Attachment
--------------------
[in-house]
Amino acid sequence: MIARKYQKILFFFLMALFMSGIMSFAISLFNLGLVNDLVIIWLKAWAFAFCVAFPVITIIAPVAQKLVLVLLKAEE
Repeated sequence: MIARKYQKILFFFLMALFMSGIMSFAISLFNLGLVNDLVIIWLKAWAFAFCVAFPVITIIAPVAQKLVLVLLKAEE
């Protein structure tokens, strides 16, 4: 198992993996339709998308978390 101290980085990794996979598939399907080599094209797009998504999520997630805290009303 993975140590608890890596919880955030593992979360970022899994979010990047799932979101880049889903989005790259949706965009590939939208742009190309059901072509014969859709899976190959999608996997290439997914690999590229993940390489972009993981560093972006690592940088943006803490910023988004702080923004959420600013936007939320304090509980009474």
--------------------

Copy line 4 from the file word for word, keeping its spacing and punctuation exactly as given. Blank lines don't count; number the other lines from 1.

């Protein structure tokens, strides 16, 4: 198992993996339709998308978390 101290980085990794996979598939399907080599094209797009998504999520997630805290009303 993975140590608890890596919880955030593992979360970022899994979010990047799932979101880049889903989005790259949706965009590939939208742009190309059901072509014969859709899976190959999608996997290439997914690999590229993940390489972009993981560093972006690592940088943006803490910023988004702080923004959420600013936007939320304090509980009474």